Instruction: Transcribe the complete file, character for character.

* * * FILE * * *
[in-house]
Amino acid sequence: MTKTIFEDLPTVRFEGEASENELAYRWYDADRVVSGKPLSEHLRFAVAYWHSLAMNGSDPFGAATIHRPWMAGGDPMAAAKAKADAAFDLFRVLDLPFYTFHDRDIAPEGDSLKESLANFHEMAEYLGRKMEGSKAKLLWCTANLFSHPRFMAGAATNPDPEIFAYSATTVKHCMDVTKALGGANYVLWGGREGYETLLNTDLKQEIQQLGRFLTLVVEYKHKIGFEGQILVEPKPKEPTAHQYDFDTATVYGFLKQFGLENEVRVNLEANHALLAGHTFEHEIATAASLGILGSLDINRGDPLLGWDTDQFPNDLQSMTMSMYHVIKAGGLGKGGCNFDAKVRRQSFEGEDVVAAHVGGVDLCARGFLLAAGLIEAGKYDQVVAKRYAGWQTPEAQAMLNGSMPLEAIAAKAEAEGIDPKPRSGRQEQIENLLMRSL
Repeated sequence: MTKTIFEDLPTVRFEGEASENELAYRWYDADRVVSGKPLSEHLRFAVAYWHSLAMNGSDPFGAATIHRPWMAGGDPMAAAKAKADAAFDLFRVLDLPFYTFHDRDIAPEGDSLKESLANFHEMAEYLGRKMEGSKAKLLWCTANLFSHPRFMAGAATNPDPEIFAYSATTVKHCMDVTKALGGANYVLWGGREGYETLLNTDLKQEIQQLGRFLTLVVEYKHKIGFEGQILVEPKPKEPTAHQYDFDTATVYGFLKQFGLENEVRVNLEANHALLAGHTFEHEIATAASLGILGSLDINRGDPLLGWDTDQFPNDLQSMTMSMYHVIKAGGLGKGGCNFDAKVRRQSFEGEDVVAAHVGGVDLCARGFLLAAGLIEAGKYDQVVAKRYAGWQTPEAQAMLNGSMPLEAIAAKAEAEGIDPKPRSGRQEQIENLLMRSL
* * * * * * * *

[in-house]
Amino acid sequence: MTKTIFEDLPTVRFEGEASENELAYRWYDADRVVSGKPLSEHLRFAVAYWHSLAMNGSDPFGAATIHRPWMAGGDPMAAAKAKADAAFDLFRVLDLPFYTFHDRDIAPEGDSLKESLANFHEMAEYLGRKMEGSKAKLLWCTANLFSHPRFMAGAATNPDPEIFAYSATTVKHCMDVTKALGGANYVLWGGREGYETLLNTDLKQEIQQLGRFLTLVVEYKHKIGFEGQILVEPKPKEPTAHQYDFDTATVYGFLKQFGLENEVRVNLEANHALLAGHTFEHEIATAASLGILGSLDINRGDPLLGWDTDQFPNDLQSMTMSMYHVIKAGGLGKGGCNFDAKVRRQSFEGEDVVAAHVGGVDLCARGFLLAAGLIEAGKYDQVVAKRYAGWQTPEAQAMLNGSMPLEAIAAKAEAEGIDPKPRSGRQEQIENLLMRSL
Repeated sequence: MTKTIFEDLPTVRFEGEASENELAYRWYDADRVVSGKPLSEHLRFAVAYWHSLAMNGSDPFGAATIHRPWMAGGDPMAAAKAKADAAFDLFRVLDLPFYTFHDRDIAPEGDSLKESLANFHEMAEYLGRKMEGSKAKLLWCTANLFSHPRFMAGAATNPDPEIFAYSATTVKHCMDVTKALGGANYVLWGGREGYETLLNTDLKQEIQQLGRFLTLVVEYKHKIGFEGQILVEPKPKEPTAHQYDFDTATVYGFLKQFGLENEVRVNLEANHALLAGHTFEHEIATAASLGILGSLDINRGDPLLGWDTDQFPNDLQSMTMSMYHVIKAGGLGKGGCNFDAKVRRQSFEGEDVVAAHVGGVDLCARGFLLAAGLIEAGKYDQVVAKRYAGWQTPEAQAMLNGSMPLEAIAAKAEAEGIDPKPRSGRQEQIENLLMRSL